Nicholas Coates is the recipient of the prestigious 2015 SOM Prize, a $50,000 travel and research fellowship.
He received a Bachelor of Architecture from Virginia Tech in May 2015, where he was awarded the Phi Kappa Phi Medallion for being the top graduating senior from the College of Architecture and Urban Studies. He was also the recipient of the Henry Adams AIA Medal and Certificate for his academic achievement, the Alpha Rho Chi Medal for outstanding leadership, and was a finalist for the highly competitive Pella Thesis Prize.
Growing up in southwest Virginia, Nick is from a small town in the heart of the Appalachian Mountains. He is an avid pursuer of architecture, completing a semester of studies at the Center for European Studies and Architecture in Riva San Vitale, Switzerland. Domestically, Nick spent a semester in Chicago in the office of von Weise Associates as part of the Chicago Studio, an interdisciplinary group of Virginia Tech students embedded within firms in the city, striking a balance between practice and academia.
Teaching has always been central to his own understanding of architecture, utilizing every opportunity possible to help others push their own ideas and knowledge. Nick has interned at Columbia University in their Summer High School Program, serving as a teaching assistant for an introductory architecture course as well as leading a team tasked with representing the multiple facets of the program through a variety of media types. Recently, Nick assisted in teaching Inside Architecture + Design at Virginia Tech, a program that introduces architecture and design to high school students through the act of making.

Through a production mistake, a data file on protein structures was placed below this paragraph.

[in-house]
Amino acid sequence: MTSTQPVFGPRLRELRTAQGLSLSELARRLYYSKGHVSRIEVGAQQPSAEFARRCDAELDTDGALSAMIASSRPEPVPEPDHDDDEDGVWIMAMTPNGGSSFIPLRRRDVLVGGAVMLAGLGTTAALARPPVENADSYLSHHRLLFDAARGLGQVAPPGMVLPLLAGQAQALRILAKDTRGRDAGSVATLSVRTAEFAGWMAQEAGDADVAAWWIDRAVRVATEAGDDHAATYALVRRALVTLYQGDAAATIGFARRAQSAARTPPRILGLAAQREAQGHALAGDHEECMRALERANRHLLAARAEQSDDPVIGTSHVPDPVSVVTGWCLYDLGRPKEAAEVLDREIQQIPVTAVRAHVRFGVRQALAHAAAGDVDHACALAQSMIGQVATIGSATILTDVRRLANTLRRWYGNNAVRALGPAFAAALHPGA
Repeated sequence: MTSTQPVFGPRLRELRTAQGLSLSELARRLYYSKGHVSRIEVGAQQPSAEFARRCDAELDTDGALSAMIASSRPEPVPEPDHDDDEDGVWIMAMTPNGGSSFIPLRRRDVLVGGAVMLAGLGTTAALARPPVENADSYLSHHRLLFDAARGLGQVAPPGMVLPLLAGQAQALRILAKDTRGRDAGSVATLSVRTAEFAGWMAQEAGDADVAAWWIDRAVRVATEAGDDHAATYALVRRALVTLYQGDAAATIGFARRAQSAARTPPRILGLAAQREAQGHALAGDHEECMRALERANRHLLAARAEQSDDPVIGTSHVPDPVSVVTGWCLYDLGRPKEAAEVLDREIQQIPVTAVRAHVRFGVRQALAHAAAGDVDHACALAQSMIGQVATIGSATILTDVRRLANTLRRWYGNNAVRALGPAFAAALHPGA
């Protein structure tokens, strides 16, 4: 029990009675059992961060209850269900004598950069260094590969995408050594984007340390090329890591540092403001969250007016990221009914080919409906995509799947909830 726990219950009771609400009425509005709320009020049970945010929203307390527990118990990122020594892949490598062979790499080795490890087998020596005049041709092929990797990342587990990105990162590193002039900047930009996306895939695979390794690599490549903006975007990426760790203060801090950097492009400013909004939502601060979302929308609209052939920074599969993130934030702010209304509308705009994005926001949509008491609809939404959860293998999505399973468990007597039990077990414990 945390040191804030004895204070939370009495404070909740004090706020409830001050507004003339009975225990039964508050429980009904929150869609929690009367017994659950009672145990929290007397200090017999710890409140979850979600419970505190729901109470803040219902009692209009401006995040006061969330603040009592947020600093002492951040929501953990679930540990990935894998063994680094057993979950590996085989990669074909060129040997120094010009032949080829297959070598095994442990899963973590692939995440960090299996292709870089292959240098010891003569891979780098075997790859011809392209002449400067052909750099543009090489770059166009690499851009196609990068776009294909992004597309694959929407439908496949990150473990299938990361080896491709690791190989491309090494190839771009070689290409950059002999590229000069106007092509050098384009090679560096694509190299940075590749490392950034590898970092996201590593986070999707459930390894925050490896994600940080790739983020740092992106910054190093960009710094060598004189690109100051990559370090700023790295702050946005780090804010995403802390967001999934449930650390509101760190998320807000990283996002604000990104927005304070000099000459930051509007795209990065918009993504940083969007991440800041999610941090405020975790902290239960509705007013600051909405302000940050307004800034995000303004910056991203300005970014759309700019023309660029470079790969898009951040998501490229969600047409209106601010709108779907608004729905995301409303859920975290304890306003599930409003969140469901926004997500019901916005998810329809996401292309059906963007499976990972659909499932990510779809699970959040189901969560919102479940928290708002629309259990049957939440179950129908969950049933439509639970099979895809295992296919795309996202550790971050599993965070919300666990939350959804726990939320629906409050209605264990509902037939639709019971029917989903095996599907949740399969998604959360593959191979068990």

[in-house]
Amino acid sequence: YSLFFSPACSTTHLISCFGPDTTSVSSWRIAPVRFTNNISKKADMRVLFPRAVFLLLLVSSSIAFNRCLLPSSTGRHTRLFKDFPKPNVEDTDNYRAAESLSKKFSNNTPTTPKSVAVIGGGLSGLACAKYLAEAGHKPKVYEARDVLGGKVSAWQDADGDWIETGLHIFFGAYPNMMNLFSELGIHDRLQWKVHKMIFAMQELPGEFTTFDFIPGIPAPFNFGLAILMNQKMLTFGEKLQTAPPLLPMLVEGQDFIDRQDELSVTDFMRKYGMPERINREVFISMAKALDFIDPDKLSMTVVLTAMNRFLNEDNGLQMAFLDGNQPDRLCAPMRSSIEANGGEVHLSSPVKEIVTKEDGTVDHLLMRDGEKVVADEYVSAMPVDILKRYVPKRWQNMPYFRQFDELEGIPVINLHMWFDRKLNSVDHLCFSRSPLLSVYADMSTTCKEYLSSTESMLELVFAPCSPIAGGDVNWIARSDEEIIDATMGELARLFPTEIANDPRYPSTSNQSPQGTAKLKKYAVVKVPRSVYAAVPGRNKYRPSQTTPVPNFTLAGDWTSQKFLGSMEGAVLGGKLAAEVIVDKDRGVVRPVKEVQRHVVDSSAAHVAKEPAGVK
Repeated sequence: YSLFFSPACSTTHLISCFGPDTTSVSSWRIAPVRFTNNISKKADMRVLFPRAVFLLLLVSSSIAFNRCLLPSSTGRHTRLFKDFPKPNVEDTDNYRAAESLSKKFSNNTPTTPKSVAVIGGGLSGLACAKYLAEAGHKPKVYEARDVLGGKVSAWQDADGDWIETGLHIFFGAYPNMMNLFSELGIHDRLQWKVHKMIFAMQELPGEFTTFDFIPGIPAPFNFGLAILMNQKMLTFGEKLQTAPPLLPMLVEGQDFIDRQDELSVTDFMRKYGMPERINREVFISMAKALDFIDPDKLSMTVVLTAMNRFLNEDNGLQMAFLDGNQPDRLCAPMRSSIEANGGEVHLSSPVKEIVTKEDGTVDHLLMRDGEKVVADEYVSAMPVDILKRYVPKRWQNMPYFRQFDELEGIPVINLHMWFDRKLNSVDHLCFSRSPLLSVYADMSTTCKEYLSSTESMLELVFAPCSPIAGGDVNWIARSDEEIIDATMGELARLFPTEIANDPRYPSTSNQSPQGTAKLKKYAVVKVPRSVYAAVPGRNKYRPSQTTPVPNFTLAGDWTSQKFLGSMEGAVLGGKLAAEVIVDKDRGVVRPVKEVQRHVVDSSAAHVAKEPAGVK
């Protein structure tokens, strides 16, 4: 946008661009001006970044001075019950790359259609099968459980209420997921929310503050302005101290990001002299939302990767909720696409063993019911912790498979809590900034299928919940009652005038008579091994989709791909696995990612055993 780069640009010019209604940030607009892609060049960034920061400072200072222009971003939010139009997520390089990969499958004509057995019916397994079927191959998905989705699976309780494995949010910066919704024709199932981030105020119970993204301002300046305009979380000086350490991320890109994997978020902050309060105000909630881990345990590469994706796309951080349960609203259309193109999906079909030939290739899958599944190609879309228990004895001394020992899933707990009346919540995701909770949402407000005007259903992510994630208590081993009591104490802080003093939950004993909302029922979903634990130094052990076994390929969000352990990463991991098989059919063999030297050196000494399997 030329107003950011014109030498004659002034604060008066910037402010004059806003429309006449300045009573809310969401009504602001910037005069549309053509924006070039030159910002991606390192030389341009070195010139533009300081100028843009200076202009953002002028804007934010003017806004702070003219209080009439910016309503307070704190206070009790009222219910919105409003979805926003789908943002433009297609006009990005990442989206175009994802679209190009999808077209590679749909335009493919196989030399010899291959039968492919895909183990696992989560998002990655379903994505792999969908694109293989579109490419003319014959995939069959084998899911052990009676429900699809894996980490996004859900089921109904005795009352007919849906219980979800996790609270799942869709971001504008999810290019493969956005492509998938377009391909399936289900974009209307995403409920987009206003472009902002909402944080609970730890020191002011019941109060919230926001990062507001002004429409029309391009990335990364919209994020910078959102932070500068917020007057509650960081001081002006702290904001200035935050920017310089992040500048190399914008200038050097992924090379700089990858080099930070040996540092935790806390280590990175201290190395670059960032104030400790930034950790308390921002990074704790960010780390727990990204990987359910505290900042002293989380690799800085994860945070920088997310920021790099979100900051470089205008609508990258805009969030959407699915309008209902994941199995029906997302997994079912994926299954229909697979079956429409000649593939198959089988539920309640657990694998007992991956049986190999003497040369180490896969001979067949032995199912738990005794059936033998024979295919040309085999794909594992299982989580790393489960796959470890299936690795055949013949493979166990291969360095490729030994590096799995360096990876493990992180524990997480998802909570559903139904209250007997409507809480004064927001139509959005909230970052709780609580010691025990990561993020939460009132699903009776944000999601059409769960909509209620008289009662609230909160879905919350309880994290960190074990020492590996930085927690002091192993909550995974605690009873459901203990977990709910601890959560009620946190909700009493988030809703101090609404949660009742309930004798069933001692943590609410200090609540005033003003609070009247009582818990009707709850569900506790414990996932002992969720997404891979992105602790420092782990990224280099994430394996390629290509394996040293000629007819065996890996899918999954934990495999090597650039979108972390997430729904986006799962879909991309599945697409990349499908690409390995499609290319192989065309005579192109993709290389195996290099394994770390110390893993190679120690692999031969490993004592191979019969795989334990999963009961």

Nick will travel to regions on two continents, carrying out his winning research proposal on the topic, “The Corner: A Marker of the New, A Memory of the Past.” As Nick explains, “When articulated carefully, a corner forms an introduction to a new set of conditions: it expresses the dynamic moment, initiating a shift in perspective. Both from an urban spatial point of view and through the material of the building itself, an architect is always presented with an opportunity to direct a beautiful turn.” He became interested in this topic while visiting Brion Cemetery in Italy during his fourth year studies abroad and sees the fellowship as an opportunity to “tie together broader questions of movement, spatial sequencing, and memory.”
Nick plans to continue his studies in the future by attending graduate school, enabling him to develop and test ideas through a new lens.